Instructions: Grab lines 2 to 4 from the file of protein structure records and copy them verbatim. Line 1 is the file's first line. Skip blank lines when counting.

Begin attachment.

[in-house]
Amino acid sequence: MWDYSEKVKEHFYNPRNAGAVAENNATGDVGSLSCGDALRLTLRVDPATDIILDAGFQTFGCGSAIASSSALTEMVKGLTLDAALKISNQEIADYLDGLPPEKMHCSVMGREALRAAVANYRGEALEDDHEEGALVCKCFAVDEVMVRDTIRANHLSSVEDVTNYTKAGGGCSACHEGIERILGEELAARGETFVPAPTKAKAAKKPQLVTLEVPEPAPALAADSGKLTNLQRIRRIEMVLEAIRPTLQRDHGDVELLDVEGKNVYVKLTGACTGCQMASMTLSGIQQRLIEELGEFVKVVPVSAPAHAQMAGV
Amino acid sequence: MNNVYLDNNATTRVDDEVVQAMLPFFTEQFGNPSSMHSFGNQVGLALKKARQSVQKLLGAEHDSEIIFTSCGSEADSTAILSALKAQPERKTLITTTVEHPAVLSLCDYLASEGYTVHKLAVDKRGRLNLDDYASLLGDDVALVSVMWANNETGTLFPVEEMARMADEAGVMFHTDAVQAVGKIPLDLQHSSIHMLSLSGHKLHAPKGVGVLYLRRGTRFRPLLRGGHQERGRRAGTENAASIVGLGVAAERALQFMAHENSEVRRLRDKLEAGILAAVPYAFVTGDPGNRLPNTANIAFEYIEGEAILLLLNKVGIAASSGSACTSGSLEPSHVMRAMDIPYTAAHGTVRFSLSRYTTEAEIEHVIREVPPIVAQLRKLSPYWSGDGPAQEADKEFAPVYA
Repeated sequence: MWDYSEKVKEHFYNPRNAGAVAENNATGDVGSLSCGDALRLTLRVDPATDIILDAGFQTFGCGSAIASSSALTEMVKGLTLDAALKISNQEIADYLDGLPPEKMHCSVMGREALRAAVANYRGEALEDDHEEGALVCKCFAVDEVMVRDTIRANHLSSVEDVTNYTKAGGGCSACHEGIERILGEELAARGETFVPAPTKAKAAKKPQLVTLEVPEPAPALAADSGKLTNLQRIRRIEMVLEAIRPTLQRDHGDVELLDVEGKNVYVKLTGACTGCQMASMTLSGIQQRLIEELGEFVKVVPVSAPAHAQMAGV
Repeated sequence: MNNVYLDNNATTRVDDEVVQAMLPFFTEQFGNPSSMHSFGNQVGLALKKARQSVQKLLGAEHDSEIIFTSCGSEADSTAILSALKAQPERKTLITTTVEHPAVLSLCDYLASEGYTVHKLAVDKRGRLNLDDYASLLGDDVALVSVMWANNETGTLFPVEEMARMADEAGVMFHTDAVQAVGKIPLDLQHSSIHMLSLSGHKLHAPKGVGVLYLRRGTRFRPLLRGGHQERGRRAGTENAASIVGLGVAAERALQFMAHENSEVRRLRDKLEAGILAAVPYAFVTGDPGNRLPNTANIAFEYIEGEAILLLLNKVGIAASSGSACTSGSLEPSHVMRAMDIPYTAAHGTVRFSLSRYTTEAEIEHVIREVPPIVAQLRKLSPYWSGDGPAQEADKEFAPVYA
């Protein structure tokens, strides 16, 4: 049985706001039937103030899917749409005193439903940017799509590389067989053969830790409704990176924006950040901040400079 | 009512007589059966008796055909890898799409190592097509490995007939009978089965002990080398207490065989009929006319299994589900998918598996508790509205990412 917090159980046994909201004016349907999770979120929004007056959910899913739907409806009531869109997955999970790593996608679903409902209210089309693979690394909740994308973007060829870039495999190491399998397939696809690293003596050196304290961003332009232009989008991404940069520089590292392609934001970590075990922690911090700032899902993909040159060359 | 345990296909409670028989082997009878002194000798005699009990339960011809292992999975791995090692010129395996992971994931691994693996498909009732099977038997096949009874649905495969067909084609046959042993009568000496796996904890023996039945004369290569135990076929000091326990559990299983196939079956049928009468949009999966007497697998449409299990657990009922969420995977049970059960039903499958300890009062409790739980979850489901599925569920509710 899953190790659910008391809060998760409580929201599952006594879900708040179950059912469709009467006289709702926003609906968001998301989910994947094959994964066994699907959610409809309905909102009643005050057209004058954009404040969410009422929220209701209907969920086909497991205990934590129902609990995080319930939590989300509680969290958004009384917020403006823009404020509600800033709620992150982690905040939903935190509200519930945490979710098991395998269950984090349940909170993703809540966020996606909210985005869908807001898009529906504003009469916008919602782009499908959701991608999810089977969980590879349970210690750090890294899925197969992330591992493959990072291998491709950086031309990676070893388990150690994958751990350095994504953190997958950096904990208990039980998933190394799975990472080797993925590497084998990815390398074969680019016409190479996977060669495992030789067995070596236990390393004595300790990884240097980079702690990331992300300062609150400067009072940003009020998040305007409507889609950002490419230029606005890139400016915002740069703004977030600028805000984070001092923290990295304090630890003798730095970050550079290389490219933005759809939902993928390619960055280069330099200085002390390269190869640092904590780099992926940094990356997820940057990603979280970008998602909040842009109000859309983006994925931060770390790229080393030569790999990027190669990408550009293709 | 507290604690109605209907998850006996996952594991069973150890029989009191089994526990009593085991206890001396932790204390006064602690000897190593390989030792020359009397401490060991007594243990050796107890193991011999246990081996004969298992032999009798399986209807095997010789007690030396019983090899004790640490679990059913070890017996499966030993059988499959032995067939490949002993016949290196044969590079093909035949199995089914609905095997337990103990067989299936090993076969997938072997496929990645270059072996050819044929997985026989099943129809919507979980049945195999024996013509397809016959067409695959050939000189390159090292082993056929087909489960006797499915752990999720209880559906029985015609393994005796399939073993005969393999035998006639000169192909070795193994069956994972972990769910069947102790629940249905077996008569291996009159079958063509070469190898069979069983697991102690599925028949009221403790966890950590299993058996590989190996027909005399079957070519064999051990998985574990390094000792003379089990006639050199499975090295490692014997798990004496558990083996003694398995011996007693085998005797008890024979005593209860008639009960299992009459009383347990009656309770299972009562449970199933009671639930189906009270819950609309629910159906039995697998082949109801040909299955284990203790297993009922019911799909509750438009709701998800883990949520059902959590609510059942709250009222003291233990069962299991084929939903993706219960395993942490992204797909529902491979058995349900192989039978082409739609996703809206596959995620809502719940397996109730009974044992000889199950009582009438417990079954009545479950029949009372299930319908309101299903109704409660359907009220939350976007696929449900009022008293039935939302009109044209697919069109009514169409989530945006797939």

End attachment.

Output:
Amino acid sequence: MWDYSEKVKEHFYNPRNAGAVAENNATGDVGSLSCGDALRLTLRVDPATDIILDAGFQTFGCGSAIASSSALTEMVKGLTLDAALKISNQEIADYLDGLPPEKMHCSVMGREALRAAVANYRGEALEDDHEEGALVCKCFAVDEVMVRDTIRANHLSSVEDVTNYTKAGGGCSACHEGIERILGEELAARGETFVPAPTKAKAAKKPQLVTLEVPEPAPALAADSGKLTNLQRIRRIEMVLEAIRPTLQRDHGDVELLDVEGKNVYVKLTGACTGCQMASMTLSGIQQRLIEELGEFVKVVPVSAPAHAQMAGV
Amino acid sequence: MNNVYLDNNATTRVDDEVVQAMLPFFTEQFGNPSSMHSFGNQVGLALKKARQSVQKLLGAEHDSEIIFTSCGSEADSTAILSALKAQPERKTLITTTVEHPAVLSLCDYLASEGYTVHKLAVDKRGRLNLDDYASLLGDDVALVSVMWANNETGTLFPVEEMARMADEAGVMFHTDAVQAVGKIPLDLQHSSIHMLSLSGHKLHAPKGVGVLYLRRGTRFRPLLRGGHQERGRRAGTENAASIVGLGVAAERALQFMAHENSEVRRLRDKLEAGILAAVPYAFVTGDPGNRLPNTANIAFEYIEGEAILLLLNKVGIAASSGSACTSGSLEPSHVMRAMDIPYTAAHGTVRFSLSRYTTEAEIEHVIREVPPIVAQLRKLSPYWSGDGPAQEADKEFAPVYA
Repeated sequence: MWDYSEKVKEHFYNPRNAGAVAENNATGDVGSLSCGDALRLTLRVDPATDIILDAGFQTFGCGSAIASSSALTEMVKGLTLDAALKISNQEIADYLDGLPPEKMHCSVMGREALRAAVANYRGEALEDDHEEGALVCKCFAVDEVMVRDTIRANHLSSVEDVTNYTKAGGGCSACHEGIERILGEELAARGETFVPAPTKAKAAKKPQLVTLEVPEPAPALAADSGKLTNLQRIRRIEMVLEAIRPTLQRDHGDVELLDVEGKNVYVKLTGACTGCQMASMTLSGIQQRLIEELGEFVKVVPVSAPAHAQMAGV